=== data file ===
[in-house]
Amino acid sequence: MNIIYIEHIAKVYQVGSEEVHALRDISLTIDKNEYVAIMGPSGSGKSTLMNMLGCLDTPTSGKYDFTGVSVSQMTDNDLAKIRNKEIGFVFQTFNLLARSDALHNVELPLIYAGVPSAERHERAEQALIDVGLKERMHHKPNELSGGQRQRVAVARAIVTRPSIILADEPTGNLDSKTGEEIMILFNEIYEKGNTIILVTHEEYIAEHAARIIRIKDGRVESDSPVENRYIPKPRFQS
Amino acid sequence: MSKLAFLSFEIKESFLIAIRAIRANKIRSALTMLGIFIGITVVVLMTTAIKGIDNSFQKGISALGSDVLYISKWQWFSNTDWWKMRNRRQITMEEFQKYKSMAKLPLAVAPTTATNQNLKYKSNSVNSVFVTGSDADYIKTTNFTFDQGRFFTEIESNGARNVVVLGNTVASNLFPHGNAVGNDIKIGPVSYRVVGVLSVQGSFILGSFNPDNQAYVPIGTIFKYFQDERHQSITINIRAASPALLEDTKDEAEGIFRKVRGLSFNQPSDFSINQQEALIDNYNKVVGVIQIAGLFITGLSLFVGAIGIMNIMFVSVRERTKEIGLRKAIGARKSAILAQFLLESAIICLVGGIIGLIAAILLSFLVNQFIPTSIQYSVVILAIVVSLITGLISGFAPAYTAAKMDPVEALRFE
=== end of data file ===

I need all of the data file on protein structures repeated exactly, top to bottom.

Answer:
[in-house]
Amino acid sequence: MNIIYIEHIAKVYQVGSEEVHALRDISLTIDKNEYVAIMGPSGSGKSTLMNMLGCLDTPTSGKYDFTGVSVSQMTDNDLAKIRNKEIGFVFQTFNLLARSDALHNVELPLIYAGVPSAERHERAEQALIDVGLKERMHHKPNELSGGQRQRVAVARAIVTRPSIILADEPTGNLDSKTGEEIMILFNEIYEKGNTIILVTHEEYIAEHAARIIRIKDGRVESDSPVENRYIPKPRFQS
Amino acid sequence: MSKLAFLSFEIKESFLIAIRAIRANKIRSALTMLGIFIGITVVVLMTTAIKGIDNSFQKGISALGSDVLYISKWQWFSNTDWWKMRNRRQITMEEFQKYKSMAKLPLAVAPTTATNQNLKYKSNSVNSVFVTGSDADYIKTTNFTFDQGRFFTEIESNGARNVVVLGNTVASNLFPHGNAVGNDIKIGPVSYRVVGVLSVQGSFILGSFNPDNQAYVPIGTIFKYFQDERHQSITINIRAASPALLEDTKDEAEGIFRKVRGLSFNQPSDFSINQQEALIDNYNKVVGVIQIAGLFITGLSLFVGAIGIMNIMFVSVRERTKEIGLRKAIGARKSAILAQFLLESAIICLVGGIIGLIAAILLSFLVNQFIPTSIQYSVVILAIVVSLITGLISGFAPAYTAAKMDPVEALRFE